Exhibition Opens at Nantwich Museum
"A horrible history of health and disease” Exhibition
A new exhibition, “Ouch! A slightly horrible history of health and disease in Nantwich,” has opened in the Millennium Gallery at Nantwich Museum to run until Saturday 23 October. Prepared by members of the Museum’s Research, Education and Craft Groups and curated by Dr Janette Allotey, it takes visitors on a quirky whistle-stop journey into Nantwich’s past from around the 17th to the early 20th century, acquainting them with some of its noteworthy people.
Stories offer insights into how the townspeople managed to cope with everyday health problems, frequent outbreaks of contagious and often fatal disease and the occasional unfortunate accident. Supporting material provides an opportunity to delve deeper into the past.
Some illness was attributed to the supernatural and the clergy had a significant role in matters related to health, healing and death. Light is also shed on the work of certain local health care professionals, the services of whom had to be paid for privately prior to the National Health Service. People often turned first to cheaper, home-made remedies; sometimes made with what we would today consider as strange ingredients, whilst more exotic and expensive treatments could be purchased from an apothecary. Poverty is often associated with ill health and in the past, care for the poor and the destitute was available at the workhouse. The exhibition concludes on a positive note with an appreciation of the public health services we have today.
Activities for young children include rat spotting around the museum and listening to a specially recorded short story about Ranulphe Ratkins and his Nantwich family of rats. Children can colour in a rat for our nest on the wall in the museum and be rewarded with a museum rat badge! There is also a downloadable guide for a family walk around the town with Ronnie Ratkins.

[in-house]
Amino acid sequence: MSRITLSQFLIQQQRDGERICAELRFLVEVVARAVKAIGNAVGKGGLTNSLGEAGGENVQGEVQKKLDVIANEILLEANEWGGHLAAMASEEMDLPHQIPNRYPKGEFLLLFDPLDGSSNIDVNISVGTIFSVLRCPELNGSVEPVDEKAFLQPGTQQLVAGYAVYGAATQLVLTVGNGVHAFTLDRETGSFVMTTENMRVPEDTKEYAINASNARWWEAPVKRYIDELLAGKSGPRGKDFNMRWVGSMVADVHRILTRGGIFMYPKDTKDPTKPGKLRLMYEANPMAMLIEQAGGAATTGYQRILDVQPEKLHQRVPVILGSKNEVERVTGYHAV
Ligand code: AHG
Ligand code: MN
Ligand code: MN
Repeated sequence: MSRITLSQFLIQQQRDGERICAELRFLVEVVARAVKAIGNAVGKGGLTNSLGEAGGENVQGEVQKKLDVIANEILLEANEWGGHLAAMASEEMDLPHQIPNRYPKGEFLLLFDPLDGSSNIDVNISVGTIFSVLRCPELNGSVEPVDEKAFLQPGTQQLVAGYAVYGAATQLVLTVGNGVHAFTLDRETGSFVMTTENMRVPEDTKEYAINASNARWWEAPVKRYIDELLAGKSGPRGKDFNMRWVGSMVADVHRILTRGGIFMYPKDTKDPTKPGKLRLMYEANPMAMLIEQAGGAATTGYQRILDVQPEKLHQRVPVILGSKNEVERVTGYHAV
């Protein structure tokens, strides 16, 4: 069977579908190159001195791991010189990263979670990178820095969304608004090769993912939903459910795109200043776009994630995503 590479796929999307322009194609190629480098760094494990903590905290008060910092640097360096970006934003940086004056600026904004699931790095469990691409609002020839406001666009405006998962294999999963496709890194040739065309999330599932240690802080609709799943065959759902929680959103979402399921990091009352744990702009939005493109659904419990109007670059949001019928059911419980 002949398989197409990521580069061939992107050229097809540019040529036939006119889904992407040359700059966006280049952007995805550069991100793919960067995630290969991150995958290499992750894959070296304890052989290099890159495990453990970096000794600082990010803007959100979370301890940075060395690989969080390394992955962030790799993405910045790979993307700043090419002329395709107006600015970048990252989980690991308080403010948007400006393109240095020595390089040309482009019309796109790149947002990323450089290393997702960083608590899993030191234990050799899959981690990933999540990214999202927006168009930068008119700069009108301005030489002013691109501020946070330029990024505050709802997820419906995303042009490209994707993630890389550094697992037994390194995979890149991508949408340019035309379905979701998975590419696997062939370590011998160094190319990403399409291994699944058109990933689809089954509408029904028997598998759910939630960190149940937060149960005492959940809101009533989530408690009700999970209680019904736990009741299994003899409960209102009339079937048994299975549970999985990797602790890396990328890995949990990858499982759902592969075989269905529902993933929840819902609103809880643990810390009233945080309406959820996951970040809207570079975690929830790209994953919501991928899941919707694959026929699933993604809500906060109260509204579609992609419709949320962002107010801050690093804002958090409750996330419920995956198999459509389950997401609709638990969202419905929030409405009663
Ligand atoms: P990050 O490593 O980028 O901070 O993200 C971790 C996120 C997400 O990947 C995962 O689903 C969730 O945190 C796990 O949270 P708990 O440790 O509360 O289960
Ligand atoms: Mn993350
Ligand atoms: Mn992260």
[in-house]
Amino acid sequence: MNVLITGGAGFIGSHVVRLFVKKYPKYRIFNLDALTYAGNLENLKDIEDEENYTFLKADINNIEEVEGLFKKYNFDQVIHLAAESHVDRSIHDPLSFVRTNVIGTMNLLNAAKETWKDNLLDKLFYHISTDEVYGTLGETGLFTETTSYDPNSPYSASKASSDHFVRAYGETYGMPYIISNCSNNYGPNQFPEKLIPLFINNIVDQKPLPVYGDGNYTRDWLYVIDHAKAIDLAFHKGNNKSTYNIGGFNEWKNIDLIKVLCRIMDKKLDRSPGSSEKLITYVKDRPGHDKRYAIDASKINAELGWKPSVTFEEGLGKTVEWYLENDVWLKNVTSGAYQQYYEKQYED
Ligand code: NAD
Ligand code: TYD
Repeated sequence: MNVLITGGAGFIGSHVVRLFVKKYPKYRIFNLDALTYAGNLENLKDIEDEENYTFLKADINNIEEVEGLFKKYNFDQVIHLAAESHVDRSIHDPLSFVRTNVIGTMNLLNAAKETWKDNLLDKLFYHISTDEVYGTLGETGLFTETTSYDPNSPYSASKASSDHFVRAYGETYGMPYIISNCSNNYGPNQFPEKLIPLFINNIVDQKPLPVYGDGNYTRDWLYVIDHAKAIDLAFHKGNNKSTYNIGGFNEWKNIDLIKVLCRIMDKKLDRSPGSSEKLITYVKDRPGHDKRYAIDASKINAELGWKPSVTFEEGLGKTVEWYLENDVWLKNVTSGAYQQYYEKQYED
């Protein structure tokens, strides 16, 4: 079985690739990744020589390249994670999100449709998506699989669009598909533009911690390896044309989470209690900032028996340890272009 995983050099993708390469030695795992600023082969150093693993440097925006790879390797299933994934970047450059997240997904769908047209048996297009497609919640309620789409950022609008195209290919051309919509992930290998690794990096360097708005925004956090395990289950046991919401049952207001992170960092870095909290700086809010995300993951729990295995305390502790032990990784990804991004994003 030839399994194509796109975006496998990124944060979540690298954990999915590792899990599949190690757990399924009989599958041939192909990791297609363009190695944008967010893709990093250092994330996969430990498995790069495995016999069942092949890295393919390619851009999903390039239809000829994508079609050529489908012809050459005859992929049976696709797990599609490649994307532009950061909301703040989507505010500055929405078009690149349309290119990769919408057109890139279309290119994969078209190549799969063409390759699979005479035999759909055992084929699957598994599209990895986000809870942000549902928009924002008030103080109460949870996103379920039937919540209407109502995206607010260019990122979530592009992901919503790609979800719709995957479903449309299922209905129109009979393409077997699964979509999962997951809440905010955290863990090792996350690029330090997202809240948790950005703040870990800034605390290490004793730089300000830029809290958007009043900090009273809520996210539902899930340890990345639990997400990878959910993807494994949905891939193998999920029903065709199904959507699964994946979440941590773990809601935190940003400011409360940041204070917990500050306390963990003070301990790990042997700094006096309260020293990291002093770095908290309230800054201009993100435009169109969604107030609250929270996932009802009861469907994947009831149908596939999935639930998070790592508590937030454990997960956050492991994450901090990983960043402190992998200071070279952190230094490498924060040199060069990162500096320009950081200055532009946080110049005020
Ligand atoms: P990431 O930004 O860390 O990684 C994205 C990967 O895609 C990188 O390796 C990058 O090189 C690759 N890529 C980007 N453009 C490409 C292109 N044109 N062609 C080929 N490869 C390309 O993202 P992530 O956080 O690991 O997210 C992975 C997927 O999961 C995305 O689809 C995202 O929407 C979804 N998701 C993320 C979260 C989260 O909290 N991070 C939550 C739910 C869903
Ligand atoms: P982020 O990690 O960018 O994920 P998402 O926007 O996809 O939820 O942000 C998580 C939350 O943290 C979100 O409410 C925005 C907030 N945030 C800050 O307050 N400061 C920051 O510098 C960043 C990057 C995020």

A series of evening online talks beginning in September have been selected to be of interest to a wide audience, including a talk on early medicine and surgery, presented by a suitably attired practitioner, an explosive talk on the services provided by apothecaries, a talk on local patent medicine manufacturing by the Blackden Trust, plus 17th century midwifery and tales from Chester Asylum.
Museum Manager, Kate Dobson commented “work on the exhibition began two years ago and it is a testament to the enthusiasm and dedication of volunteers who have worked under the most difficult conditions to have assembled such a wide ranging and fascinating display with something of interest to everyone”.
From Tuesday 27 July the Museum returns to normal opening hours that is 10.30 am – 4.30 pm Tuesdays to Saturdays. Entrance to the Museum and exhibition is free.